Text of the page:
I love how he talks about this as something that can easily be done in 10 years instead of “saving for 40″……
    sorry people, I have no clue what everyone earns, but the only way I’d have any chance at making a million dollars in 10 years is with the lottery.
    The article was complete and utter BS….maybe everyone he has ever met makes a cool 200-800k a year, but by far, the vast majority of people don’t. I’ll save a significant portion of my income and have my million dollars in 40 years, since I’m not pulling in the 200k anytime soon

  13. lizzybee says:

    Does Steve Pavlina buy space on Lifehacker and Consumerist?

    Just curious– his stuff has never had any value to me.

  14. Most of the comments I read on consumerist generally aren’t this vitriolic, is there something about these types of posts (that they’re “best advice” types of posts instead of “Delta/Comcast/etc sucks!” types of posts?) that brings out the strongly opinionated?

  15. Dweezil says:

    Steve Pavlina has a wife that’s a new-age “psychic” and he’s lied in the past about how much his blog makes (what did he say his blog was making in his about page before he edited it? $30,000 a month?).

    The large majority of his advice is basically stuff you can get elsewhere in greater detail (there is nothing to differentiate him from other ‘motivational’ bloggers except for the psychic & paranormal discussion on his forum) plus the ‘intention manifestation’ model of self-help.

    Most damning, he’s a vegan. Never trust someone who refuses to eat anything even remotely related to animals. They’re hiding something.

  16. atarisuicide says:

    @PFBlueprint: I think it is because the “best advice” given in this column in particular is such a huge crock of shit that people are angry that it gets presented with any kind of authority.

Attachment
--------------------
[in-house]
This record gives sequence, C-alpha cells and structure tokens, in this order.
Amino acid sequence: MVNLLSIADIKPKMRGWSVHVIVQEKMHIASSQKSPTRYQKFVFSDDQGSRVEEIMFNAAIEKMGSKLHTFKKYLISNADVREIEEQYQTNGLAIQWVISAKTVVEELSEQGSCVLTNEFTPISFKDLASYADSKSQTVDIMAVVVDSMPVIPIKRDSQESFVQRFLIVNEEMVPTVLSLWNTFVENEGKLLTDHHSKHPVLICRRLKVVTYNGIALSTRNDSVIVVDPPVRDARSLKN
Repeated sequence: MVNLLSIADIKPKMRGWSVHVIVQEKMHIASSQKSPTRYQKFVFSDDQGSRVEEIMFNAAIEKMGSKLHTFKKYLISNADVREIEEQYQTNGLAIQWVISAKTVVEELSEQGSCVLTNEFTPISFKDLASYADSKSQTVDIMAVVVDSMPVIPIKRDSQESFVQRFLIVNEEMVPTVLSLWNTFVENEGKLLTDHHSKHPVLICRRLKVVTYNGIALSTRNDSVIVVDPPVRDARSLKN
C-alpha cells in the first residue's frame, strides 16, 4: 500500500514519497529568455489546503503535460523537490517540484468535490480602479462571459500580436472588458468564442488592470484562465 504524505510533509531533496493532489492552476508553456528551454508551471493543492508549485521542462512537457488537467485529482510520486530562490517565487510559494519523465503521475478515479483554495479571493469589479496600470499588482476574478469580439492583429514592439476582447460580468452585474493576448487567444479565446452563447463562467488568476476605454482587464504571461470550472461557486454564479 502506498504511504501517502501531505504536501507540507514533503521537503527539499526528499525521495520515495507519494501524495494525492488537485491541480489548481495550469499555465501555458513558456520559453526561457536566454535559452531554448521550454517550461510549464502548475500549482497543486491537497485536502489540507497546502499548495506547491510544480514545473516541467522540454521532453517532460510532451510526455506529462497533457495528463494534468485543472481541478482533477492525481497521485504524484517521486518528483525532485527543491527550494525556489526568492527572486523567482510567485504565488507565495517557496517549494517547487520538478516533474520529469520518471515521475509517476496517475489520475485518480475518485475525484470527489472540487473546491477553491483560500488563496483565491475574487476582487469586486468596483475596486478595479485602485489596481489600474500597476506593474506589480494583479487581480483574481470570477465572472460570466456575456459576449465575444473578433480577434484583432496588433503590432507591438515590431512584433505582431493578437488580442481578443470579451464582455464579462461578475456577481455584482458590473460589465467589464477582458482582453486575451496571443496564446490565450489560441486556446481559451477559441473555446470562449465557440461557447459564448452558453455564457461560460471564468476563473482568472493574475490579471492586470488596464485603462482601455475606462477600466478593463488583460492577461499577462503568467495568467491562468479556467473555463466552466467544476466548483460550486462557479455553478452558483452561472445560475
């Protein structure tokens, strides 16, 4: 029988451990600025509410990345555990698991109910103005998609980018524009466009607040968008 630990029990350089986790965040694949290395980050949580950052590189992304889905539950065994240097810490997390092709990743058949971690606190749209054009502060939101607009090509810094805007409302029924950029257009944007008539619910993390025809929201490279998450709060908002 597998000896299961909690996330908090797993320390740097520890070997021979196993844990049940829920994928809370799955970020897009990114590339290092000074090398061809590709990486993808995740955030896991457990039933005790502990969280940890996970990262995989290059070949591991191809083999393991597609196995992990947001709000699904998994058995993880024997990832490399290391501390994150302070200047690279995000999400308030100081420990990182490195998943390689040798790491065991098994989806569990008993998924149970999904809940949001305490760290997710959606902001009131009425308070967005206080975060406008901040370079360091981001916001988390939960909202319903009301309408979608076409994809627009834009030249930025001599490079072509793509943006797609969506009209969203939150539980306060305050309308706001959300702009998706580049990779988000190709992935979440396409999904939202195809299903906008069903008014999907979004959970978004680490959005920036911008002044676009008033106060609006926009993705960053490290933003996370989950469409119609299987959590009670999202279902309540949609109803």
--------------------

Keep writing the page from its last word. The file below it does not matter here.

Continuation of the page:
I’ll say it again, if you are taking dubious-at-best financial advice from a guy with $200k net worth, well…good luck and god speed.

  17. enm4r says:

    I was particularly amused by this line:

    It might seem counterintuitive that this method works, but it just does.

    Anyone who’s pitching a methodology and says “it just does!” isn’t worth the time it takes to listen. It’s fairly easy to gather what he meant as rogerducky points out, but he did a horrible job of explaining his point.

    He does bring up a point that is lost very often, however. It is often easier to earn money than save pennies, but most people rule out the earning aspect before they give it a chance. We’re not all going to earn $40k a month from a website providing useless advice, but it seems like in a week I could make an additional extra $X before you could save X, accounting for all other variables. The questions is whether or not the work is worth it…

  18. j-o-h-n says:

    The only thing of value in this 99% pointless article was what went unsaid: If you want to be wealthy, the best way is to own a small business and work your ass off.